(Bloomberg) -- WPP Plc faced the wrath of its shareholders over the retirement package awarded to ousted founder Martin Sorrell and the board’s handling of his dramatic exit.
While all resolutions passed at the advertising giant’s annual meeting on Wednesday, according to proxies submitted ahead of time, about 30 percent voted against the remuneration report. Executive Chairman Roberto Quarta was re-elected with about 83 percent of proxy votes in favor.
Quarta has come under fire following the resignation of Sorrell, the former chief executive officer who built a global advertising empire from the shell of a wire shopping basket maker. WPP has faced calls to release the details of the investigation into personal misconduct and misuse of company assets that led to Sorrell’s departure in April. Multiple reports this week said WPP probed allegations that Sorrell used company money to pay for a prostitute, which he denies.
Several proxy advisory firms recommended voting against the pay report and Quarta’s re-election, citing concerns over the lack of disclosure about Sorrell’s departure. Still, with the influential Institutional Shareholder Services recommending in favor of all resolutions, they were expected to pass.
“I think this money should go to the shareholders who have lost money,” said one private investor present at the meeting who was rankled by Sorrell’s payout. Quarta responded that he was simply following the terms and conditions of Sorrell’s contract.
Sorrell, 73, is in line to receive as many as 1.65 million shares of WPP paid out over the next five years in a retirement package, though the company’s weak share performance means he probably won’t be paid in full. The shares are worth about 20 million pounds ($27 million) based on WPP’s current stock price.
“I believe that the board has acted appropriately throughout this process,” Quarta said in a speech at the meeting. “The board were fully informed throughout the investigation.”
Neither Sorrell nor the company have publicly discussed details of the departure, citing a confidentiality agreement that Quarta reiterated in his speech. WPP has maintained that the funds in question weren’t material and Sorrell has denied any wrongdoing. Sorrell, who owns about 2 percent of WPP shares, wasn’t present at the meeting.
Shareholders did receive some positive news on Wednesday with WPP reporting a slight improvement in sales in the first four months. WPP said like-for-like revenue less pass-through costs rose marginally as strong April growth in Western Continental Europe, Latin America and Central and Eastern Europe offset a decline in North America. That was better than a first-quarter decline of 0.1 percent.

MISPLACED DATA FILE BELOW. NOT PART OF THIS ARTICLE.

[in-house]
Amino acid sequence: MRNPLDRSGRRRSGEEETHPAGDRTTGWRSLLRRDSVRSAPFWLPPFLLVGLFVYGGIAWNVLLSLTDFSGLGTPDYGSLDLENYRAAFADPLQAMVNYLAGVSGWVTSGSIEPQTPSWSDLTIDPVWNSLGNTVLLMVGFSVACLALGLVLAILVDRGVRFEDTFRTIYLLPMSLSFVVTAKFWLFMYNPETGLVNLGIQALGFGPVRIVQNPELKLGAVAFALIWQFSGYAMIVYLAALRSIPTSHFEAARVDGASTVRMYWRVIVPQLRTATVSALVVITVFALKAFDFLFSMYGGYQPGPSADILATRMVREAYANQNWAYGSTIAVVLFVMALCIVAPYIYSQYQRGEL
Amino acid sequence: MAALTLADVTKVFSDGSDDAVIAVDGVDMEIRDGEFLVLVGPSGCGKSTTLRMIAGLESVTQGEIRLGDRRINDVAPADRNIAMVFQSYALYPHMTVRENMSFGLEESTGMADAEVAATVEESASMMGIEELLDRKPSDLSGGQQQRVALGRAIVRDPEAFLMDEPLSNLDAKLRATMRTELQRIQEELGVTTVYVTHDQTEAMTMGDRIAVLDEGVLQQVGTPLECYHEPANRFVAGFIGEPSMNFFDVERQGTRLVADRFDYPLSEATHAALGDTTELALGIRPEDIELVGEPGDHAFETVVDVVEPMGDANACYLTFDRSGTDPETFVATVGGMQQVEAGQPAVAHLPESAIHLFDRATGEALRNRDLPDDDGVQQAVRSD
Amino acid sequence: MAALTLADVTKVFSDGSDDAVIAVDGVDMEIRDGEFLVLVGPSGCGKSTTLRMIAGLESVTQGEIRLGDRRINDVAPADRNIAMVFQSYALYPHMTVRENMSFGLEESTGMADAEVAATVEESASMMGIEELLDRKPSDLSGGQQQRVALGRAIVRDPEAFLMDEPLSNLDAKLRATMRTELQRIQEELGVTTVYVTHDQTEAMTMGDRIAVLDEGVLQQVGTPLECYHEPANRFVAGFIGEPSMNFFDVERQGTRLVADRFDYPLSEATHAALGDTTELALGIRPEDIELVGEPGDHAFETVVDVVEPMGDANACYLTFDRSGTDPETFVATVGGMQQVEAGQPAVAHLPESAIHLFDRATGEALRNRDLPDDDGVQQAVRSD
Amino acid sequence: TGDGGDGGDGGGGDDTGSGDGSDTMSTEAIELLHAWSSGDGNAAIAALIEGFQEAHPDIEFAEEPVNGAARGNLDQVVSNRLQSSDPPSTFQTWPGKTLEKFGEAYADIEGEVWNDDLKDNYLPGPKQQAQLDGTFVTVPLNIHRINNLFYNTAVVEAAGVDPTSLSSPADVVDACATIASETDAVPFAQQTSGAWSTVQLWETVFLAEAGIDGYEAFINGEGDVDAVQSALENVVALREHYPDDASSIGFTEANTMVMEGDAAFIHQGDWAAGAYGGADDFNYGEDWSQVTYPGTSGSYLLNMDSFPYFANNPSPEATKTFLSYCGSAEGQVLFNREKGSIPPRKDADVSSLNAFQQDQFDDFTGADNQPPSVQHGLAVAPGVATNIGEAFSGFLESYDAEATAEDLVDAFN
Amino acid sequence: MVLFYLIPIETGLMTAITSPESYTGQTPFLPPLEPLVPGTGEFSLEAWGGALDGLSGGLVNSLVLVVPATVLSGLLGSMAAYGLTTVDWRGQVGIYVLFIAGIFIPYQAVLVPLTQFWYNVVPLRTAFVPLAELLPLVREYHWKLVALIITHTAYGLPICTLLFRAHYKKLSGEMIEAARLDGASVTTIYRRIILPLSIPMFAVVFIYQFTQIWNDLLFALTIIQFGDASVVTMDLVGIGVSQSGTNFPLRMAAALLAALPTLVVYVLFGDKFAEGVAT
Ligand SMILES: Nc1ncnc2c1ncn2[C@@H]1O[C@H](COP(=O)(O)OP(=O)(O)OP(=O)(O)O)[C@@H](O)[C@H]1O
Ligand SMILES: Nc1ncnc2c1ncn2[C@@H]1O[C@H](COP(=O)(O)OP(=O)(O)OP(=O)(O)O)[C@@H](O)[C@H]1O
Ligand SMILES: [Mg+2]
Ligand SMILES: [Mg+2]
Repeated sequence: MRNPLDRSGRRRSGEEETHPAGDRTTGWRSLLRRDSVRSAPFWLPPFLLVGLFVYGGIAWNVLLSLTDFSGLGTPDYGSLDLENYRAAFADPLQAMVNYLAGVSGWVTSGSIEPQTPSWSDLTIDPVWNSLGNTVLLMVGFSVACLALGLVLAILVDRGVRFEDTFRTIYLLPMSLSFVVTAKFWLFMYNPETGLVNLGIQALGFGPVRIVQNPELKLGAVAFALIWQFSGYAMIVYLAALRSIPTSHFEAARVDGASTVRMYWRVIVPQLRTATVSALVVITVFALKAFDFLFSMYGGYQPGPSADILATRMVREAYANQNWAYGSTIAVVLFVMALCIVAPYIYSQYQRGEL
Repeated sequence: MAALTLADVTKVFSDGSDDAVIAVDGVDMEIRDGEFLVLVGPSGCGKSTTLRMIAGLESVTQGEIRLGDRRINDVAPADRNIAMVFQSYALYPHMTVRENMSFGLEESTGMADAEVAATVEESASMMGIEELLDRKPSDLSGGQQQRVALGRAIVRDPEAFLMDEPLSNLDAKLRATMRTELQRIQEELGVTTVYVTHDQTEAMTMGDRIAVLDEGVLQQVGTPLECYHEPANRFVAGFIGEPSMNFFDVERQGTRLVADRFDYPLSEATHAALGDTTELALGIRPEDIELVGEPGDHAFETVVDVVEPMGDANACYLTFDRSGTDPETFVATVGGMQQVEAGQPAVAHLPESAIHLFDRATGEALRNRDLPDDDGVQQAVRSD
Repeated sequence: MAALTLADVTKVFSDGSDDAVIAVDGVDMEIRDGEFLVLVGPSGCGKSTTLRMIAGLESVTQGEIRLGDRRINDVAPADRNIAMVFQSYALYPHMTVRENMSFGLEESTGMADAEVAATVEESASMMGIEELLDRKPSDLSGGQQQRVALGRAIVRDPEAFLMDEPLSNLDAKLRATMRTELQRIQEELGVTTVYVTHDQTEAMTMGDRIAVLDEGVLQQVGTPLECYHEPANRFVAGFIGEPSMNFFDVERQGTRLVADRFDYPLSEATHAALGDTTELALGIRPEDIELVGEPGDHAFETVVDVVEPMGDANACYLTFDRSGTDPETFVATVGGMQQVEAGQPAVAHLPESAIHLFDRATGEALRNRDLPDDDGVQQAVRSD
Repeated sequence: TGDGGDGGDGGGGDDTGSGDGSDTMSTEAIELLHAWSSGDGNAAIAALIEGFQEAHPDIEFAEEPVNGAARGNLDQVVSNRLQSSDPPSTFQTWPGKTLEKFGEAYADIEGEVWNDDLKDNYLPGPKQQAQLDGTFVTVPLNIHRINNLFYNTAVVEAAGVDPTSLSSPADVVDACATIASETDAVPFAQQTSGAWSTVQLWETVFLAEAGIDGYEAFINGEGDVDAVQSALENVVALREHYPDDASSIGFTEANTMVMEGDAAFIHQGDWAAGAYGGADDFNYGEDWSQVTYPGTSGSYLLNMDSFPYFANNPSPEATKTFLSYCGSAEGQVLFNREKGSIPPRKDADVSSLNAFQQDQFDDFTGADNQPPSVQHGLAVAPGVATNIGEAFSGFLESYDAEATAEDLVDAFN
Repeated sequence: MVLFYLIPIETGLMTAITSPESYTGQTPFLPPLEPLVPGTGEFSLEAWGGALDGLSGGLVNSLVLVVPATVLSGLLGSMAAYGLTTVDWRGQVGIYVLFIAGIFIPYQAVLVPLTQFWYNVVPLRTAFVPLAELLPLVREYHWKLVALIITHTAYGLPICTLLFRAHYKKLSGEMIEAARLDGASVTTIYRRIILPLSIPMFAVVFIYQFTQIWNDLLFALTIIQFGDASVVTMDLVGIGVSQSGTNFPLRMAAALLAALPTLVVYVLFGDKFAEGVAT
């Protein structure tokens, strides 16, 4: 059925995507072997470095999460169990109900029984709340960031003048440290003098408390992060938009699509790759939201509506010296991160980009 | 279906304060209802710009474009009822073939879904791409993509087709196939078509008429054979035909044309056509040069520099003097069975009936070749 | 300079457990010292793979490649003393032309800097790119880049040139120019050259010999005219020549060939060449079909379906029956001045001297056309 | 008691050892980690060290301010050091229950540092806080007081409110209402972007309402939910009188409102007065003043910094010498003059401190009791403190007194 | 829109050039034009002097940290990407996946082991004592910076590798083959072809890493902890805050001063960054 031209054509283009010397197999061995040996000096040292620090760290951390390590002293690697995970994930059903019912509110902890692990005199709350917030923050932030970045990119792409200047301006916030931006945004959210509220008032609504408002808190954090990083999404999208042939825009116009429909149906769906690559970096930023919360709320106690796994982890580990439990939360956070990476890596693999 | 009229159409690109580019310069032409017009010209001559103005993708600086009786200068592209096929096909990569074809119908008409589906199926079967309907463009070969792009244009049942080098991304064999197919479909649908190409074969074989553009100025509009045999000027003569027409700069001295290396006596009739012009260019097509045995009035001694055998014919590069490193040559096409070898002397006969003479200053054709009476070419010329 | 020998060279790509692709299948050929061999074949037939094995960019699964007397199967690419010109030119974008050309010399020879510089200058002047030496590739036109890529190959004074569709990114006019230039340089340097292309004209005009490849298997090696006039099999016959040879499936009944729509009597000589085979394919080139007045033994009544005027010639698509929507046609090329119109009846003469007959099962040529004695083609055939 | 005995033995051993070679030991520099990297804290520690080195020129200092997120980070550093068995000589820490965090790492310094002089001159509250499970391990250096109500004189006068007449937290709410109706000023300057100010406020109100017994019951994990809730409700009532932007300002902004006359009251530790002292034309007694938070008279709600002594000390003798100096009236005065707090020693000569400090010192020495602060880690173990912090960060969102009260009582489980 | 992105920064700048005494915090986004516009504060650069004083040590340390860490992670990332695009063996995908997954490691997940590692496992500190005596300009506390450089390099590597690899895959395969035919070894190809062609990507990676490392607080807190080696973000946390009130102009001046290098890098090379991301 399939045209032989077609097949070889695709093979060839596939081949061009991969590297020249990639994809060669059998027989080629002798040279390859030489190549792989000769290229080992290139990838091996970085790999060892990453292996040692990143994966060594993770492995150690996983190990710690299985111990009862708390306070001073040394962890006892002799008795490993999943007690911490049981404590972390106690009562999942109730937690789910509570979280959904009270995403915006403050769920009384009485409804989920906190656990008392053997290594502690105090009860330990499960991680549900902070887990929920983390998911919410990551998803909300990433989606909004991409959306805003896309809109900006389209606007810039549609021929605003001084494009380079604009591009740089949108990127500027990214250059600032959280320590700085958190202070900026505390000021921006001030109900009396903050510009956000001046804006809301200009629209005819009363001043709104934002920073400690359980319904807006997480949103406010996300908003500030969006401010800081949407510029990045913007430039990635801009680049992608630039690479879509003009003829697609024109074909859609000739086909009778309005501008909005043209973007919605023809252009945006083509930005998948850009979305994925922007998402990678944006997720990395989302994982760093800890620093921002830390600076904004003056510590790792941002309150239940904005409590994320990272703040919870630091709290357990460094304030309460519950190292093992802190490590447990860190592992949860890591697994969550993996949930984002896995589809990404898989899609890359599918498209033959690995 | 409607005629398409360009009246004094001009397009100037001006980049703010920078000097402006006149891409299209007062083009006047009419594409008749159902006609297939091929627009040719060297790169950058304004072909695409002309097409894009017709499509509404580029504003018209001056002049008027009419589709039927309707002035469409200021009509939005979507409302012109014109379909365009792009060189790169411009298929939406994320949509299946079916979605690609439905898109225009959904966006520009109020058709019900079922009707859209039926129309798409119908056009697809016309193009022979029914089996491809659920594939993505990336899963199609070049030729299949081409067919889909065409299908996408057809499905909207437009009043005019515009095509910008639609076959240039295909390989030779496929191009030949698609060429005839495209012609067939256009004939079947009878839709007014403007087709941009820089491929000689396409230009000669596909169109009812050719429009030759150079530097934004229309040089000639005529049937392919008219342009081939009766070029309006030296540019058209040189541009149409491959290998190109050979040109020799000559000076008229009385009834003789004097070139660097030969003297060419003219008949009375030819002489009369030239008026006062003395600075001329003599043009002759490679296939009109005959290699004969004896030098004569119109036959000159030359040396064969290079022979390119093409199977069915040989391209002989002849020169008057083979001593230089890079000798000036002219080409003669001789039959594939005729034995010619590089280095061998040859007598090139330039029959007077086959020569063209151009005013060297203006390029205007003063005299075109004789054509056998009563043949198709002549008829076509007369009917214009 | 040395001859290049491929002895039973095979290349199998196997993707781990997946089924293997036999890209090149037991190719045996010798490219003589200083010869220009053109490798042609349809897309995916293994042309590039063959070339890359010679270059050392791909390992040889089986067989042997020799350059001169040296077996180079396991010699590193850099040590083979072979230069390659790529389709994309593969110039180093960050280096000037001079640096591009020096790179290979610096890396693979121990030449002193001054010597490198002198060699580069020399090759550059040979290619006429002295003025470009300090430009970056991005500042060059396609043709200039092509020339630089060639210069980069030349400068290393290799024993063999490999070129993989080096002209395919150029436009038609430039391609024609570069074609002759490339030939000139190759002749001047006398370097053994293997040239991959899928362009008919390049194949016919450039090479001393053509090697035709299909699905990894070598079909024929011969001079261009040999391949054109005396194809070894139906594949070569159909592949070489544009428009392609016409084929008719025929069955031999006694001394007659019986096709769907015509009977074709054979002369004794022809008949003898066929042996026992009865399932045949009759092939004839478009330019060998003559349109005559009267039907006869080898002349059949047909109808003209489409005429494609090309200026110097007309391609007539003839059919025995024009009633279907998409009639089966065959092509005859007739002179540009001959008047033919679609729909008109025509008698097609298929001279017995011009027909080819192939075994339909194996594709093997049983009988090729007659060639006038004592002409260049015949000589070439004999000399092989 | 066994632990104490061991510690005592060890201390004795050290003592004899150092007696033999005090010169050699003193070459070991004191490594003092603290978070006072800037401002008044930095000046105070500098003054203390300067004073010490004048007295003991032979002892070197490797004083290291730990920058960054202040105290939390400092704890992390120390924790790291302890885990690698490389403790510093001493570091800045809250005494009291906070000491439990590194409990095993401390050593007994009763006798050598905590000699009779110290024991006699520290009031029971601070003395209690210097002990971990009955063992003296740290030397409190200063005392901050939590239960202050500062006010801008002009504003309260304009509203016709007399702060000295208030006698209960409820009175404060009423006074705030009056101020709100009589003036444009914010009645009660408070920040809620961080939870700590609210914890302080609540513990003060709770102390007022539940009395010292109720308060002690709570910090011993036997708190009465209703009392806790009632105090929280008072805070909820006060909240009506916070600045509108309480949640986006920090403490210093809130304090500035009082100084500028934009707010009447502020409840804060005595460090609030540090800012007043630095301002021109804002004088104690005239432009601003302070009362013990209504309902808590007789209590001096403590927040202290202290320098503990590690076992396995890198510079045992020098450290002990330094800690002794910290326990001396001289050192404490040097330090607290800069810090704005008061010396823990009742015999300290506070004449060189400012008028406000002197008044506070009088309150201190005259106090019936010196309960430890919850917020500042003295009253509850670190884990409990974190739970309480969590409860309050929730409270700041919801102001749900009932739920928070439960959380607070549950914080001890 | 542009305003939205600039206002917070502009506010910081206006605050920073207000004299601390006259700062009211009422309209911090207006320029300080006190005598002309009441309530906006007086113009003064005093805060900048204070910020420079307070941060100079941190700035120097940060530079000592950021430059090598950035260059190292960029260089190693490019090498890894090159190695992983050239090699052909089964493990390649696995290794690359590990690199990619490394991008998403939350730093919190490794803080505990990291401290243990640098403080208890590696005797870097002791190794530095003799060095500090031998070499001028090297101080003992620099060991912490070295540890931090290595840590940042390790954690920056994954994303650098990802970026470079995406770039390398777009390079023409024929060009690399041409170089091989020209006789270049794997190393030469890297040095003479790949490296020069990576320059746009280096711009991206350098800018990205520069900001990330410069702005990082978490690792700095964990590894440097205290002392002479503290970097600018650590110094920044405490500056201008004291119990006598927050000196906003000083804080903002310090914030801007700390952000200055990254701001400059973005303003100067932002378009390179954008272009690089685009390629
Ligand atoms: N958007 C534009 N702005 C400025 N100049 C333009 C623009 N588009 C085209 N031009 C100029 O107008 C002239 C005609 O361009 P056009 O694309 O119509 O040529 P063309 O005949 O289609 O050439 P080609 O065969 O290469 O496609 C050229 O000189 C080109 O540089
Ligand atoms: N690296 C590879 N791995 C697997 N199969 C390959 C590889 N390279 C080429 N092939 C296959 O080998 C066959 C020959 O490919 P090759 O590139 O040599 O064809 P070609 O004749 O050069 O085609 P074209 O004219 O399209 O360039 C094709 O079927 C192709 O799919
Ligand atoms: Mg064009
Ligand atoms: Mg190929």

WPP shares traded 0.8 percent lower at 3:22 p.m. in London. The stock was down 25 percent over the past year before Wednesday’s trading as major clients like Procter & Gamble Co. have cut marketing spending and investors fret about the rising influence of Facebook Inc. and Alphabet Inc.’s Google. WPP also faces challenges from consultants such as Deloitte LLP and Accenture Plc, which are increasingly competing for digital marketing projects.
Quarta told shareholders that WPP’s client relationships are as strong as ever and that the search for a new CEO “is well advanced and moving ahead rapidly” with the company benchmarking internal candidates against an external list with the help of search consultants.
“What are some of the strategies going forward? Because Martin was so key to this, so crucial to it, and he’s no longer here,” one shareholder asked. Co-chief operating officer Mark Read replied that he thinks WPP should focus on clients, invest in data and technology, and simplify the group structure, but added “we need to find a new beating heart for the group.”
Analysts have speculated that WPP, a sprawling network of more than 400 agencies, could be broken up. A top priority for interim co-chief operating officers Read and Andrew Scott is to retain major clients like Ford Motor Co., while the company searches for a new CEO.
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